Friday, April 12, 2019

The Evolution of Character

A while ago, someone told me they were ready to write their first novel. When I asked them to tell me about the story, they said they wanted to write about growing up on the North Side in the 1960s, talking about all the people they knew and everything they did. I was glad to help them with this endeavor, but I had to bring up a very challenging point. "That's not a story," I said. "Those are great characters, but you need to give them the mission, the challenge, and the adventure. Without a story arc, it's not a story. Characters can't evolve without a story."

Evolution - Scientific theory, but a writing fact
I have talked about this before, and it's worth mentioning again now and then. Good characters without a story arc end up dying on the page. The writing might be great but without the story, the characters don't grow and evolve. It becomes BOSH writing (Bunch Of Stuff Happens), and readers pick up on that. A reader bonds to a character with a purpose and a function; with a mission in life. Reading about someone just stumbling from page to page is not the immersive experience readers go for. It lacks the escape that people seek within the pages of a book. As someone once famously said, "If I want a story that just drags on and on without anything really happening, I already have my life."

Don't get me wrong - there are some very good books out there that start off as apparently a series of unrelated stories about people just going about their business. But as we read these books, we discover that these characters have purposes, they have missions and they follow a common theme. The reader becomes attached to each story because there is something to connect to. A bunch of stories without some common chord just sounds like noise. As writers, we learn to rise above that.

In my previous post, "To Fiction or Not to Fiction," I hinted at some of the exploits of my peers back in high school. As individual short stories, they were very fun to relive and commit to the page. I am sure anyone would pick up one of those 2,000-word stories, read it, and find it amusing. And if I put forty of them together in an anthology, I am sure that plenty of my peers would pick up a copy just to read about how I interpreted those adventures. The average reader, however, is a different creature. And that creature needs to be won over by the story itself.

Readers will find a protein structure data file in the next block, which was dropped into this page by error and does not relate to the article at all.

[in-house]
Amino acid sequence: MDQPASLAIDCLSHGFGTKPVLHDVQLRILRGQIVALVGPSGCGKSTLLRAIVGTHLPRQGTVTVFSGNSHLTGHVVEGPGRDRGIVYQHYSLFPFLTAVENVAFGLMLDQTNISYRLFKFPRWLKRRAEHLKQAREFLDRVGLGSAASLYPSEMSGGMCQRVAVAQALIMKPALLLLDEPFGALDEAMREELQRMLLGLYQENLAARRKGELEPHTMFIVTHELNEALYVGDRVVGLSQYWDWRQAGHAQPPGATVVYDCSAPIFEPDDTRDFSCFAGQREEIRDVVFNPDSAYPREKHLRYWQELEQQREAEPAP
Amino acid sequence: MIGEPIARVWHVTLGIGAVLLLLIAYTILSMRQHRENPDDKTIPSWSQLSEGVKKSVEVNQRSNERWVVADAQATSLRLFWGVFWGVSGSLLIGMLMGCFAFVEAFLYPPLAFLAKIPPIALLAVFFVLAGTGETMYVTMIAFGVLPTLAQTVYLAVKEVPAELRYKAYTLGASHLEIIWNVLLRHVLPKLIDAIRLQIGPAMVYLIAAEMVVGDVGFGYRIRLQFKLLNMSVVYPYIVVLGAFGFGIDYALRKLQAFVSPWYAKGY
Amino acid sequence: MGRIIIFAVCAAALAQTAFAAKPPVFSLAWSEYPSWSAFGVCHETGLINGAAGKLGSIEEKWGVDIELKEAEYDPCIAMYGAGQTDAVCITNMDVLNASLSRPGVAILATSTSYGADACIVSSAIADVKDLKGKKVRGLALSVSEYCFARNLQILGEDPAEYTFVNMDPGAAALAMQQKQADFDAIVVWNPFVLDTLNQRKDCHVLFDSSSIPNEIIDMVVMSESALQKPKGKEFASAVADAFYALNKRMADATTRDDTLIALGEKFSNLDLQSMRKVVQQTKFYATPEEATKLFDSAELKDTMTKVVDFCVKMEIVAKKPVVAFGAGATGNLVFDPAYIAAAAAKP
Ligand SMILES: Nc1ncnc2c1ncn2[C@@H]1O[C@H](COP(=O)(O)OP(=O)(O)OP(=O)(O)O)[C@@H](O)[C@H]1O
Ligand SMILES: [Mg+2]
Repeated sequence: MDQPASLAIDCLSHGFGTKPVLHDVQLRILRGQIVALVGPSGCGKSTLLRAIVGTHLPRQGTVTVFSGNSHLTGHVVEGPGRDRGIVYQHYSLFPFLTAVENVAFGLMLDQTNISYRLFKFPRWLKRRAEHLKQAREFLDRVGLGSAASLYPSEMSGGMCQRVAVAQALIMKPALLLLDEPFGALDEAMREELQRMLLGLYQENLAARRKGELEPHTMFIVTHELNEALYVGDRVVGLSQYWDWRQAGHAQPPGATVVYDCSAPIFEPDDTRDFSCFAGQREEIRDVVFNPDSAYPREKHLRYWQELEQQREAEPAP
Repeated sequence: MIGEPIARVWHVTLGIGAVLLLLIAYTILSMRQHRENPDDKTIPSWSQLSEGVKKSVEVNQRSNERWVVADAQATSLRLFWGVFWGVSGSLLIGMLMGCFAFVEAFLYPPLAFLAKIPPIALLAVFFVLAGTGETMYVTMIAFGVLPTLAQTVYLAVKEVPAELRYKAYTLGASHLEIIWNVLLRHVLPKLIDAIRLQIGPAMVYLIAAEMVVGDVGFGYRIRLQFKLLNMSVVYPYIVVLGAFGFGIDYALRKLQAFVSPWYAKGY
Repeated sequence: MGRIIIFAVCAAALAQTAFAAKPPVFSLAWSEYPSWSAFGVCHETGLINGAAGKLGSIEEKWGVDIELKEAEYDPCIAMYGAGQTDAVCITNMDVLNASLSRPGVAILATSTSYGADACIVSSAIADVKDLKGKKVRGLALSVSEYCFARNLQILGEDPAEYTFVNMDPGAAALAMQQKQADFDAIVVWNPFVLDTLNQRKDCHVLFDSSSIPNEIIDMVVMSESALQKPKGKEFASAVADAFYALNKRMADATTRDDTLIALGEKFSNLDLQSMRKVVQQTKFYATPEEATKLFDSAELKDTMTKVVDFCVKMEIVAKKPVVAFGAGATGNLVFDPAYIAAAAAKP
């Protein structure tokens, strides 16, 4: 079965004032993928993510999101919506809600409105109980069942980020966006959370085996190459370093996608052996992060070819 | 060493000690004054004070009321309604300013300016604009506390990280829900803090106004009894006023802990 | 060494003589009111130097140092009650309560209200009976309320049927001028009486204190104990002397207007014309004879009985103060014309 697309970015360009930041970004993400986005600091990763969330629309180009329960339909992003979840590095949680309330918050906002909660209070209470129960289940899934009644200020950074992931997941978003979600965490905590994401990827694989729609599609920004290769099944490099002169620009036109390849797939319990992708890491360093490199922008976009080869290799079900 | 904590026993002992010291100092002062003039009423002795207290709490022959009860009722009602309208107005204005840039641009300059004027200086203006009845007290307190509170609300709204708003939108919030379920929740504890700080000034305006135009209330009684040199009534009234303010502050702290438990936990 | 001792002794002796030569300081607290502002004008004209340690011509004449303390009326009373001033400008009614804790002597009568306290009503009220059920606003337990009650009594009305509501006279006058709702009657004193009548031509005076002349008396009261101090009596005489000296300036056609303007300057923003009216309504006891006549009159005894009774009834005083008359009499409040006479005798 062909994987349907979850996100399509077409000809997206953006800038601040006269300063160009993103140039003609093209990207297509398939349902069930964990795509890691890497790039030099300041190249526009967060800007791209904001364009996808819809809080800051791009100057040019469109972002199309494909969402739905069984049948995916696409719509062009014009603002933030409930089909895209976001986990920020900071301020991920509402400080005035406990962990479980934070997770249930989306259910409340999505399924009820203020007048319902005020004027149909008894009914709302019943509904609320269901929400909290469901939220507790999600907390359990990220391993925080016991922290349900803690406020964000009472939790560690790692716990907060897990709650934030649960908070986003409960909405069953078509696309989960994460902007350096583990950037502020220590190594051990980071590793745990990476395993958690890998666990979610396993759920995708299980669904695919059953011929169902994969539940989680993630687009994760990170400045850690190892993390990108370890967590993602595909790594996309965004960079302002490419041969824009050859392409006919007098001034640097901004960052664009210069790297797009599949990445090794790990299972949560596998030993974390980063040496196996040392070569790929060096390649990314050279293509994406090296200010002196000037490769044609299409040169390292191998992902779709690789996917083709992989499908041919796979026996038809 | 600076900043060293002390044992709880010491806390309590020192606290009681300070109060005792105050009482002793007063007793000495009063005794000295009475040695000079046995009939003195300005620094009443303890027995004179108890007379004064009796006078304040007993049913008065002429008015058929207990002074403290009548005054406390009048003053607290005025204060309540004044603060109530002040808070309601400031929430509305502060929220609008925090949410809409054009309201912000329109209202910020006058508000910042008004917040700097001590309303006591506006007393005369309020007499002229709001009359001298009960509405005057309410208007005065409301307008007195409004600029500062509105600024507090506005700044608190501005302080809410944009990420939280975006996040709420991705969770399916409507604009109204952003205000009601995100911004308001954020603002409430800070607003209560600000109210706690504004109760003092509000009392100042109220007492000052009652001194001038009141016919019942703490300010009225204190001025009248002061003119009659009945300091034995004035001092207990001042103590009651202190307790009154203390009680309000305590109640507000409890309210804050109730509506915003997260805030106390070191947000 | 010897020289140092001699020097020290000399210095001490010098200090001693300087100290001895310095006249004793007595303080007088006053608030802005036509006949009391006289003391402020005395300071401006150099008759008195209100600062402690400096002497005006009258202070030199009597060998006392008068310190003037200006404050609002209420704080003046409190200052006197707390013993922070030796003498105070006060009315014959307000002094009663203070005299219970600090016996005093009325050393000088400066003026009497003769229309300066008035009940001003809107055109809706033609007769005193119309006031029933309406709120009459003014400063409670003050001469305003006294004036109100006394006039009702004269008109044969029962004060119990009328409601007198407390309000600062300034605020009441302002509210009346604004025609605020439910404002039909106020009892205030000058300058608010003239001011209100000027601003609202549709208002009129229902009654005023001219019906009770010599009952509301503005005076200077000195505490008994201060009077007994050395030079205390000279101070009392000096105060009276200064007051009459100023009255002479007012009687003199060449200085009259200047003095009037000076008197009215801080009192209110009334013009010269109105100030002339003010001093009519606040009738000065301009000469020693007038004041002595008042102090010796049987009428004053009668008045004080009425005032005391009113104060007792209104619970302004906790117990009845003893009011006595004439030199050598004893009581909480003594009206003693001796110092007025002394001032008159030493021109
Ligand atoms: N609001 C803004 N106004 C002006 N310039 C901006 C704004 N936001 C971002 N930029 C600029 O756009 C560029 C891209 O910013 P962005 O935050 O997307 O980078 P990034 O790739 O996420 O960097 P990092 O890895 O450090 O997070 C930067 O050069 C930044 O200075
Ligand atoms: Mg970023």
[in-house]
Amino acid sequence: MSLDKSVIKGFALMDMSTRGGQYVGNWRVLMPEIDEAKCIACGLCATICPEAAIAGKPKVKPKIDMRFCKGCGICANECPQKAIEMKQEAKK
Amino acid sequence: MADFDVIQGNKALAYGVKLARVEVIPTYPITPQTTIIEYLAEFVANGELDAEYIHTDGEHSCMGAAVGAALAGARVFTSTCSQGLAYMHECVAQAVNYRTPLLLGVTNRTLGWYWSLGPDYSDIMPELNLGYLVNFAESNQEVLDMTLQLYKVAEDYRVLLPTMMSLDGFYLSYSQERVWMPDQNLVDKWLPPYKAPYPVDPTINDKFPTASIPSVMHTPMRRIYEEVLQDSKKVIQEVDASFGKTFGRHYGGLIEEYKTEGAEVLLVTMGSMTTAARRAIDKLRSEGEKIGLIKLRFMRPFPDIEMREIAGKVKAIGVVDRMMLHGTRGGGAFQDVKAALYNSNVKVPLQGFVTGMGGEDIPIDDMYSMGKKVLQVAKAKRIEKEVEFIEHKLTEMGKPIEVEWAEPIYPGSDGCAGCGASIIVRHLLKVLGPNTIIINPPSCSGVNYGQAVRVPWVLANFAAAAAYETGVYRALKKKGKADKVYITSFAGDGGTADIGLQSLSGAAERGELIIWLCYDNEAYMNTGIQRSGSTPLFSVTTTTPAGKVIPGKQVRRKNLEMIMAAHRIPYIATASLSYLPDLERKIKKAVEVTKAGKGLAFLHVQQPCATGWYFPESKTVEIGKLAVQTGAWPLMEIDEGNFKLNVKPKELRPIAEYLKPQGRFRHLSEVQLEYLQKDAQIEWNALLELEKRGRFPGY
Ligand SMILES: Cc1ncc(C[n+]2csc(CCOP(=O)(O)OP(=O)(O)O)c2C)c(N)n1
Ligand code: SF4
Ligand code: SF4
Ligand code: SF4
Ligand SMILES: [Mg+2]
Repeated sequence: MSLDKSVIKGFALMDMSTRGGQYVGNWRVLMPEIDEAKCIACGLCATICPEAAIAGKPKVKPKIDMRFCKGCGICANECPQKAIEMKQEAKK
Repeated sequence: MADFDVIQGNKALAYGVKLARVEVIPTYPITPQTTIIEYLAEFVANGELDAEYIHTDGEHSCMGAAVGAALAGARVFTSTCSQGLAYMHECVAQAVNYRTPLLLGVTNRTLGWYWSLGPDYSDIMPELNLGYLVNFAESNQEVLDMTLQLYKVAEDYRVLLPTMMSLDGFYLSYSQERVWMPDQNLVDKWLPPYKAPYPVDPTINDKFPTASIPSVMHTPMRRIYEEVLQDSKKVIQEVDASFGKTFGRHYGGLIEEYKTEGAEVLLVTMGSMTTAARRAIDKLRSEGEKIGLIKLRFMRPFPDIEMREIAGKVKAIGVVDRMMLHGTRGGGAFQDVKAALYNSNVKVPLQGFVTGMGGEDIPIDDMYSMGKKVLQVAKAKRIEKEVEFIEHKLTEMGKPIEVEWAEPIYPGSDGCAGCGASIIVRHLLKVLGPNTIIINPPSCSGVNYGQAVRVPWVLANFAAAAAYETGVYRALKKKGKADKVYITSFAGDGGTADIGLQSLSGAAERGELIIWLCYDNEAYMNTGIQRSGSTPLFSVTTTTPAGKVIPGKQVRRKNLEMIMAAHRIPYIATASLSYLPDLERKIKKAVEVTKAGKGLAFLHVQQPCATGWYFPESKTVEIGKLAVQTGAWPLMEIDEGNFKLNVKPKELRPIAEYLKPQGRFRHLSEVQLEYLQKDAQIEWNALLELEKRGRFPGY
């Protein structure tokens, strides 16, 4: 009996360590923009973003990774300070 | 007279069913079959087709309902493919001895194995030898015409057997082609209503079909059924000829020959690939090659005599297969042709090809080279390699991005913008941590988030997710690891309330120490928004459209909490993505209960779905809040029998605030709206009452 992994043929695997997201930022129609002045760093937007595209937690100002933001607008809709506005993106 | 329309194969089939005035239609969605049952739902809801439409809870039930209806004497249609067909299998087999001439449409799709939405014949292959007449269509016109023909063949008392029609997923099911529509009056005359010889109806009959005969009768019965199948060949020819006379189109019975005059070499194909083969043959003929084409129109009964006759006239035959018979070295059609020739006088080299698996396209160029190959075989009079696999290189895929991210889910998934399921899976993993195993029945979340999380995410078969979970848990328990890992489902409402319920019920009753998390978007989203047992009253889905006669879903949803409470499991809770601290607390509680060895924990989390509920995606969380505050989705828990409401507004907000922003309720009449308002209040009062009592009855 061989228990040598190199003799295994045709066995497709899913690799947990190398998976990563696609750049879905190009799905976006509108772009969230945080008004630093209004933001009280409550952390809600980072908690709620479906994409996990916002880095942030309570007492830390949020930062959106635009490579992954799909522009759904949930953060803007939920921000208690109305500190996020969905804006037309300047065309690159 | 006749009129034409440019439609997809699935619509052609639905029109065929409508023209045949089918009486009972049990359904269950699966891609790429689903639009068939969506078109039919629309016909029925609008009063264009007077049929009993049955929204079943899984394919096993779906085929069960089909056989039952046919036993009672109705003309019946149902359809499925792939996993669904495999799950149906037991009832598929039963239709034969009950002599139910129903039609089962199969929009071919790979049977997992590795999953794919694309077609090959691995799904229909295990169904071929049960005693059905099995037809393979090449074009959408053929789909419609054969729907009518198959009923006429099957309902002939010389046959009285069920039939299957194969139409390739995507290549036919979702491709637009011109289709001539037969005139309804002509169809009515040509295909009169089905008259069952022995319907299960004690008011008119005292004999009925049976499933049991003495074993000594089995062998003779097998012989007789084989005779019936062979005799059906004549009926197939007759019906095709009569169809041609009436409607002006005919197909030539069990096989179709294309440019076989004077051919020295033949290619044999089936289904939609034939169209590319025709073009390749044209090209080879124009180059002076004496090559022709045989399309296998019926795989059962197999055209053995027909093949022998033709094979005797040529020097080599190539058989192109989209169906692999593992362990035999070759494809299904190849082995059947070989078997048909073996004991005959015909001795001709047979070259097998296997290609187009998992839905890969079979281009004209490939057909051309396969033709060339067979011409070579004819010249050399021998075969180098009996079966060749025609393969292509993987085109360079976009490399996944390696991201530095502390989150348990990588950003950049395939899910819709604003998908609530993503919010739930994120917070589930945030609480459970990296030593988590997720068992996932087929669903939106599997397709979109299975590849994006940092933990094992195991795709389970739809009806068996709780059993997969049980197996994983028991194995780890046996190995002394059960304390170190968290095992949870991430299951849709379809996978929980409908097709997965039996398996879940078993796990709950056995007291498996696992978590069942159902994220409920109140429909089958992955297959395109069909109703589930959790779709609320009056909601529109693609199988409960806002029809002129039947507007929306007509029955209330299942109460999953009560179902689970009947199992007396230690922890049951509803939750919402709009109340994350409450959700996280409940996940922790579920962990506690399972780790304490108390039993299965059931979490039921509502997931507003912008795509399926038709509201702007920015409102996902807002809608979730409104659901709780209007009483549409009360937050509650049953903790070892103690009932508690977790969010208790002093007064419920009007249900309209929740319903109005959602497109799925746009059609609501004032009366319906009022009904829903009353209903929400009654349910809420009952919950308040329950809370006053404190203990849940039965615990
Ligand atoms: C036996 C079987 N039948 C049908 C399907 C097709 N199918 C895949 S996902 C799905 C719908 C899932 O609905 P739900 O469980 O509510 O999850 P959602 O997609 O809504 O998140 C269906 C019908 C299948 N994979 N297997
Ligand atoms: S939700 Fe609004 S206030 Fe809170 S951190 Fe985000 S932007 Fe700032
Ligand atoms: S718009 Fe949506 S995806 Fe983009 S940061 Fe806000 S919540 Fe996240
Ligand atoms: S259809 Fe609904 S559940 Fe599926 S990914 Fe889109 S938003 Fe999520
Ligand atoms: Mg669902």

The average reader likely never lived at the far south end of the Chicago suburbs, did not go to my high school, and would not know my classmates from Adam. So what would attract them to the book? Well, good writing helps, but without some kind of story, theme, or evolution of the characters, the average reader will find it an amusing distraction at best, but is unlikely to buy a copy. They might borrow a copy to read about that one classmate with the third testicle, but they will set it aside afterward and the book is soon forgotten.

Now let's take that same set of stories and frame it differently. Let's have the 25th reunion of the Class of 1985. We can now offer these stories of childhood misbehavior with a contrast to who these people became. That one kid who took a joy ride in a cop car? He's now a Chicago police officer. The wild kid who had a hand in most every large-scale prank? He owns a B&B in Napa Valley (and lost that third testicle in a fight in 1989). The little runt who kept to himself but quietly was involved in many memorable incidents? Now he has a writing blog. These little stories now cover a 25-year arc, and the characters grow from A to B. And the reader travels with them

The story and the character's evolution are always important. On the next post, we will cover the other side of the coin - finding the right character to fit into the story.

2 comments:

  1. I see your point. My favorite movies and books are the ones which don't leave my mind. For days, weeks, months, years- they creep back into my thoughts making me think. They cause me to consider personal past, present, and future actions.

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    1. Exactly. When we see a character grow, we grow with the character. IN the best cases, we fuse with that character. They stay with us, and we remember them forever

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